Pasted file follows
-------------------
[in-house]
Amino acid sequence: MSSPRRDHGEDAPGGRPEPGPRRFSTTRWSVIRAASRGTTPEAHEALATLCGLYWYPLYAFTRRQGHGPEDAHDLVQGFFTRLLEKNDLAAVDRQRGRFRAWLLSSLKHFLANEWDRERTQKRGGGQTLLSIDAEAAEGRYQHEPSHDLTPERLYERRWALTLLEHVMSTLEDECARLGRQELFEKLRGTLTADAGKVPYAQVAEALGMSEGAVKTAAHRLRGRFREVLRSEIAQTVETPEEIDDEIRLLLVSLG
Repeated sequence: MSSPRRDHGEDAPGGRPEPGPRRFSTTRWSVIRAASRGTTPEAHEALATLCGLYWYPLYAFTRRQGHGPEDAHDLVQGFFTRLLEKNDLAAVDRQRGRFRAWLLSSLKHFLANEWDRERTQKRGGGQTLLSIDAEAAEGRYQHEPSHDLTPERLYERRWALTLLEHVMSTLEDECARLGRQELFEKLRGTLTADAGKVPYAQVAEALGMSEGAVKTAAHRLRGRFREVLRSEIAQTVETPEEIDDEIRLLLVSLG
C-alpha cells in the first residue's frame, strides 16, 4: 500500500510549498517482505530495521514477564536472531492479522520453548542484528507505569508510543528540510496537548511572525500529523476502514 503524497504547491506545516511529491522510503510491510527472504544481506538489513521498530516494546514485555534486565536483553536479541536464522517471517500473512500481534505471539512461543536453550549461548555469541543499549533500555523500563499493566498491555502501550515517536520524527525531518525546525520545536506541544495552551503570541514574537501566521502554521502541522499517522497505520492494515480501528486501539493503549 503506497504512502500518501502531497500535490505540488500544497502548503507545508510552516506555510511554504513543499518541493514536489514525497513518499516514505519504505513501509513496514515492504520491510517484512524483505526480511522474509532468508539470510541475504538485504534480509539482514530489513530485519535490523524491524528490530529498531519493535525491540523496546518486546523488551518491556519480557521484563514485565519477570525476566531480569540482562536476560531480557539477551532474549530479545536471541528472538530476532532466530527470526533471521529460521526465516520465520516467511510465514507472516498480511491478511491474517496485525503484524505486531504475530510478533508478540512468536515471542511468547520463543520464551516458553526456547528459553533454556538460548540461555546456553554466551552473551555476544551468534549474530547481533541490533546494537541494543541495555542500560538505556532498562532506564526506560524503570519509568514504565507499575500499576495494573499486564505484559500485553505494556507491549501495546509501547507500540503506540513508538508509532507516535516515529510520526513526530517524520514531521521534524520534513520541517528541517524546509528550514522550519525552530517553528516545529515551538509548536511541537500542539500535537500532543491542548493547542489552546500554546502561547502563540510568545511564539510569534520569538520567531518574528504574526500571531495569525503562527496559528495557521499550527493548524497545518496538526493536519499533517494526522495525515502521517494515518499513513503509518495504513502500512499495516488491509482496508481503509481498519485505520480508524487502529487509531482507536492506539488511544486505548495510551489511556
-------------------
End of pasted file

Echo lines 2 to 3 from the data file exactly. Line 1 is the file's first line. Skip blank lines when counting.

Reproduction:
Amino acid sequence: MSSPRRDHGEDAPGGRPEPGPRRFSTTRWSVIRAASRGTTPEAHEALATLCGLYWYPLYAFTRRQGHGPEDAHDLVQGFFTRLLEKNDLAAVDRQRGRFRAWLLSSLKHFLANEWDRERTQKRGGGQTLLSIDAEAAEGRYQHEPSHDLTPERLYERRWALTLLEHVMSTLEDECARLGRQELFEKLRGTLTADAGKVPYAQVAEALGMSEGAVKTAAHRLRGRFREVLRSEIAQTVETPEEIDDEIRLLLVSLG
Repeated sequence: MSSPRRDHGEDAPGGRPEPGPRRFSTTRWSVIRAASRGTTPEAHEALATLCGLYWYPLYAFTRRQGHGPEDAHDLVQGFFTRLLEKNDLAAVDRQRGRFRAWLLSSLKHFLANEWDRERTQKRGGGQTLLSIDAEAAEGRYQHEPSHDLTPERLYERRWALTLLEHVMSTLEDECARLGRQELFEKLRGTLTADAGKVPYAQVAEALGMSEGAVKTAAHRLRGRFREVLRSEIAQTVETPEEIDDEIRLLLVSLG